I'd like to say a few things about this course. Firstly, I literally withdrew from a $50K Business Analytics program with Harvard, not the extension school, but the actual Harvard Business School. I looked at Wharton, it was very cost effective and the certificate, according to Wharton, will state "Wharton". While it is Wharton Online, its not some fake thing like ECornell, which is just a rebrand of Kaplan University.
So anyway, Wharton's website directed me to Coursera, I did not mind and for $79/mo, I thought it would be just as good as Harvard's program; except that this is a MOOC and MOOCs are becoming more and more popular in the world (we should now call, "globucation" since the internet connects us all).
The first thing I notice is that the presentations are ill prepared. The entire course advertises many companies under the guise of 'education', it is little more than slipping in some names for business professionals to jump on and use for their own businesses.
None of the charts or graphs made any sense, they're haphazardly presented to you. None of the topics are covered in a way that conveys knowledge. Everything is breezed over very quickly. You will find that more time was spent explaining what company X and Z does and not actual, "Customer Analytics".
Moreover, the quizzes are the worst. The materials covered do no match the quizzes at all. There are questions in the quiz from the "additional" reading section, which is not something to be included in a quiz! Half of the answers are WRONG! I literally pulled out professor notes from the transcripts, VERBATIM, and proved my answers were right, did Coursera do anything about it? Nope. I'll tell you why though.
Think about this for a good minute.
If 50,000 students sign up for a MOOC and pay $79 per month and it takes them about a month to complete. What kind of money was generated? $3.95M almost $4 million dollars, if 100% of the students paid for and enrolled. The Wharton School would never see that kind of money from ONE COURSE offering even after Coursera takes their cut. So now, you can see how money ruined what previously was, free online education.
Dmitrijs Kass completed this course, spending 2 hours a week on it and found the course difficulty to be easy.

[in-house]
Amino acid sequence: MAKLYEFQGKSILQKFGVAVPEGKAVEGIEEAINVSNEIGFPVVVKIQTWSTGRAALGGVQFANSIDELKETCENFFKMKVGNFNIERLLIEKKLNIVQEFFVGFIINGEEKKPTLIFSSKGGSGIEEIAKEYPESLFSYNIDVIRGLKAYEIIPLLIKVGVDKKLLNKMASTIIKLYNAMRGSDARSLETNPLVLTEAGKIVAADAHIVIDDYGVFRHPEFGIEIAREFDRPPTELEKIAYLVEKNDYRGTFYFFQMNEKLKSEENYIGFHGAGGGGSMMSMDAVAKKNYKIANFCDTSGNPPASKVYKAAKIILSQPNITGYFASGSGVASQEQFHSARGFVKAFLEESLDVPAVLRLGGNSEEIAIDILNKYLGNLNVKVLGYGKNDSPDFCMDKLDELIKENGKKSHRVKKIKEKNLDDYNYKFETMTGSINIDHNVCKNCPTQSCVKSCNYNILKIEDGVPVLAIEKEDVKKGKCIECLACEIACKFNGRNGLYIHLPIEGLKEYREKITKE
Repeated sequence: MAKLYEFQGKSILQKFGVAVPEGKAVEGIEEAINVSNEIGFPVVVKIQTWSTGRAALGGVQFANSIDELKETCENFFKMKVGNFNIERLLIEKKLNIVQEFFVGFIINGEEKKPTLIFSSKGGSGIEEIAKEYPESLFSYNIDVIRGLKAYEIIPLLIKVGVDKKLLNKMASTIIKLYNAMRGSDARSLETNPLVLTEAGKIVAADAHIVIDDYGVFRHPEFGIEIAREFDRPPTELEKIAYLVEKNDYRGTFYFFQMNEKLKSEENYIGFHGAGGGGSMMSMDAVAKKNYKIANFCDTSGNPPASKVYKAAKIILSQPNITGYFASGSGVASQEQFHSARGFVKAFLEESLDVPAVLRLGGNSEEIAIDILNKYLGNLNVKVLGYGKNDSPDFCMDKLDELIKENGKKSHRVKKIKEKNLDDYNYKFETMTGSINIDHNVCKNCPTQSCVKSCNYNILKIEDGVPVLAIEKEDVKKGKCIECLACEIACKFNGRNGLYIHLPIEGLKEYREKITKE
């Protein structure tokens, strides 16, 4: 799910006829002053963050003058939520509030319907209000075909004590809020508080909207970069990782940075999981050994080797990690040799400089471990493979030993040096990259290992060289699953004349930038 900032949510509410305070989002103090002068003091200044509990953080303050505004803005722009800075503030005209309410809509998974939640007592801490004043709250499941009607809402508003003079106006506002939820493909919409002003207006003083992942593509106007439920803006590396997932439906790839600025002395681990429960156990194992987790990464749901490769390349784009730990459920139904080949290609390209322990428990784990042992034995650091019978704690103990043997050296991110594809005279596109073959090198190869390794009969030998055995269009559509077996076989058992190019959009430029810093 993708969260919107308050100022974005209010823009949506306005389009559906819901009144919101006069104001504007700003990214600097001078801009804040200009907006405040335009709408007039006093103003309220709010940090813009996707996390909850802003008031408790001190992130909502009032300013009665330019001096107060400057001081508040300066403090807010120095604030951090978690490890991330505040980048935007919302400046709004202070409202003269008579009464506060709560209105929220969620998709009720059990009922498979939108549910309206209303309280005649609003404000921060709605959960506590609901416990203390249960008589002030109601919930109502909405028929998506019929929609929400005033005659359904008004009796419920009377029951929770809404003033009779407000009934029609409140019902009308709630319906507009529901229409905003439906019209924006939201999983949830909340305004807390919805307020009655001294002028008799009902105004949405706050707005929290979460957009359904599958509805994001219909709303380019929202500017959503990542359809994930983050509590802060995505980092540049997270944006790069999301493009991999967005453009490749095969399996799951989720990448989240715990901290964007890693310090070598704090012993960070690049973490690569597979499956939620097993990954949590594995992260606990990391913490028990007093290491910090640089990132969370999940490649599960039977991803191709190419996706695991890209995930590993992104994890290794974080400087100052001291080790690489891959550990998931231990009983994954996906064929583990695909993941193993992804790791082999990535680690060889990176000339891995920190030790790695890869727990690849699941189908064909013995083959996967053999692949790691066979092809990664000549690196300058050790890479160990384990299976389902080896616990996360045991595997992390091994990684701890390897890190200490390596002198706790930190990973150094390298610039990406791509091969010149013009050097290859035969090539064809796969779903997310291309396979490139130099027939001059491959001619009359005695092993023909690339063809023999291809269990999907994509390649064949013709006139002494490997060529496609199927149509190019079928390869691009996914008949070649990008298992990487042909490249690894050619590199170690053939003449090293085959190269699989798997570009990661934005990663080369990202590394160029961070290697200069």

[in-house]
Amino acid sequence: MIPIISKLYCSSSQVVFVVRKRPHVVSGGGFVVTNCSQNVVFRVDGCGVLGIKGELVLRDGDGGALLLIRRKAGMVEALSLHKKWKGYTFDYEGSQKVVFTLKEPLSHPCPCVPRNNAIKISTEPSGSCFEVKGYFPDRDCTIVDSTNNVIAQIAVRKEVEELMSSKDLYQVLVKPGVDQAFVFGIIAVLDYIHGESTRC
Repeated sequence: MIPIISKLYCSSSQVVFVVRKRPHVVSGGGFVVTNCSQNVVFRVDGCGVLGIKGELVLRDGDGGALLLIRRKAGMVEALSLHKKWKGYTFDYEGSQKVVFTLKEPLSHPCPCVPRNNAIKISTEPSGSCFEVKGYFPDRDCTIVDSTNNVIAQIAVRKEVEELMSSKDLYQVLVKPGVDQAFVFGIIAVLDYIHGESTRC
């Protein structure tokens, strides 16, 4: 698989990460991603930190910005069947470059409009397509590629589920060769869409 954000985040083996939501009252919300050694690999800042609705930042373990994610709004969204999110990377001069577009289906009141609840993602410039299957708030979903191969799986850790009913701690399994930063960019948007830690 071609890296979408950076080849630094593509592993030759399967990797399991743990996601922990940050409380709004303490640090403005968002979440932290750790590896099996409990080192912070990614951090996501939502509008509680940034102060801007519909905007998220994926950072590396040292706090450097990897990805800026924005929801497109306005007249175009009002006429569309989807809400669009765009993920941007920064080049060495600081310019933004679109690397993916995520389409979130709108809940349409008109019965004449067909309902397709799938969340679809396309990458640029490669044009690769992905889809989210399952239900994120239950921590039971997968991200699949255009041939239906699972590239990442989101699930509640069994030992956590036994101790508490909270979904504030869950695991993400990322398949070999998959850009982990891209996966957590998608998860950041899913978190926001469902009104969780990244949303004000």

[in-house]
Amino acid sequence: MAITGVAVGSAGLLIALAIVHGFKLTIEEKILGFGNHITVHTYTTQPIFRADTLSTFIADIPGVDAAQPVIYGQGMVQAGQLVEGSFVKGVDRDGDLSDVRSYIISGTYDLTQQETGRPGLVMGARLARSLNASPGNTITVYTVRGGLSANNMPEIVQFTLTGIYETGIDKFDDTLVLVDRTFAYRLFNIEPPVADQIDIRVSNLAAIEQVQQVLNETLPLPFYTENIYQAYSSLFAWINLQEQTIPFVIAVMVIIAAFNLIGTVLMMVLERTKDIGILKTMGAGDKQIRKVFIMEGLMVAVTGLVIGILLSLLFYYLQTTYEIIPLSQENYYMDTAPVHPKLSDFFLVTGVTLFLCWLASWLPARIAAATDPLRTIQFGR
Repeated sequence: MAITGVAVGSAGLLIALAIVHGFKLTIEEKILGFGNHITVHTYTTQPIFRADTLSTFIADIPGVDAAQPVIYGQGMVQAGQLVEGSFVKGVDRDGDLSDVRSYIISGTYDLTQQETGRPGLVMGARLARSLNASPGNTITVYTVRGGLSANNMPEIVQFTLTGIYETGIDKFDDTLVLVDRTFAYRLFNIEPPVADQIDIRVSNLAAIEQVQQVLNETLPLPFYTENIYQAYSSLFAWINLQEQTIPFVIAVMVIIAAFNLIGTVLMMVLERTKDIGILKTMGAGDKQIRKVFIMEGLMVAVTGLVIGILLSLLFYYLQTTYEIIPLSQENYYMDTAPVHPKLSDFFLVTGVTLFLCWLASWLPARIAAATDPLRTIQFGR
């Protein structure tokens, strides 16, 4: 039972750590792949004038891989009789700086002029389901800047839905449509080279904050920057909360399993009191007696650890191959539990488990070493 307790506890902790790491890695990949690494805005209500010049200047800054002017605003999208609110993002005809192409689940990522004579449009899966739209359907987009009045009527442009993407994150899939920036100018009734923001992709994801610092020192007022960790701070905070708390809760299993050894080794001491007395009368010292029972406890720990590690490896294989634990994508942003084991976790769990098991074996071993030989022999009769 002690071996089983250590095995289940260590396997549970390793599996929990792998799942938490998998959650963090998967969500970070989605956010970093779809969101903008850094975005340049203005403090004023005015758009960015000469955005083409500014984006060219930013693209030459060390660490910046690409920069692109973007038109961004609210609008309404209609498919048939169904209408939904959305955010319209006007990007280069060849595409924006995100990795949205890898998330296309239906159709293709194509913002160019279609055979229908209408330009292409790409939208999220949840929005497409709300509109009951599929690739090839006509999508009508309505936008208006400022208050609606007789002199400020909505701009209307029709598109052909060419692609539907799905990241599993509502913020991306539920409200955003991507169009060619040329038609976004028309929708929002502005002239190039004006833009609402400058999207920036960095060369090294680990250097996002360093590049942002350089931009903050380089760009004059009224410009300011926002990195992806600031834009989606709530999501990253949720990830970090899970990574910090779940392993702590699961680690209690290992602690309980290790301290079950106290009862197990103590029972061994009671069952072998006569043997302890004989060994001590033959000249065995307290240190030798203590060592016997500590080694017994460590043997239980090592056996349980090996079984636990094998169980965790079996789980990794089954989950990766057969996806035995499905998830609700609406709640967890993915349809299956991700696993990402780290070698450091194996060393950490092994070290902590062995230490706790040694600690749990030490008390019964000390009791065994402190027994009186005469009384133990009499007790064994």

Do not expect any quantitative material in the lecture videos despite the "analytics" in its title. If you don't, then this course will provide you with a good overview of customer analytics, including terminology and intuition. Despite the fact that I was looking for a quantitative course, I really enjoyed it.
For those interested in the probabilistic models behind the material covered, you will be provided with a link to a scientific paper (Customer-Base Analysis in a Discrete-Time) which describes the model in details. Above that it provides a detailed instruction for implementing it in both Excel and Matlab. This is a valuable paper.
Llama completed this course and found the course difficulty to be easy.
This course is probably not what you think it covers. It's for managers who need to know what is customer analytics at a high-level. If you expect to learn about how to 'do' customer analytics, look elsewhere.
Nan Halberg completed this course, spending 4 hours a week on it and found the course difficulty to be easy.
I like to take the quizzes the first time before I go through the lectures and class materials to establish a benchmark for myself. On most of the quizzes for this course I passed them on that first try using common sense. The lectures reminded me of high-priced business consultants who have a slick style and good spiel but really not very much to say.
Anonymous completed this course.
Very basic course feels like high school level course, Total waste of time. Don't even think about throwing away money on certificate.
Jason Michael Cherry completed this course, spending 2 hours a week on it and found the course difficulty to be easy.
This course is specifically dedicated to conceptual and theoretical understanding of customer analytics. Though there's enough here that you could find application of the theory on your own, no practical analytical examples are given, nor any technical understanding of analysis given. This would be a useful course for an individual on a pure management track, in understanding the results of an analyst, but not for technical analysts.
Anonymous is taking this course right now.
I unenrolled from the course after finishing the week 3 lectures. I thought it was very badly taught. Concepts were breezed over very quickly without sufficient explanation, a whole stretch of lectures seemed like spontaneous off-the-cuff talk without real planning, and there was insufficient supportive material like diagrams, charts, to make visualizing certain concepts more easy. I felt that I would have gotten much more out of a textbook than this course.
Anonymous completed this course.
Too little content and engagement. Lack of practical cases and challenging assignements. And you are expected to pay for that.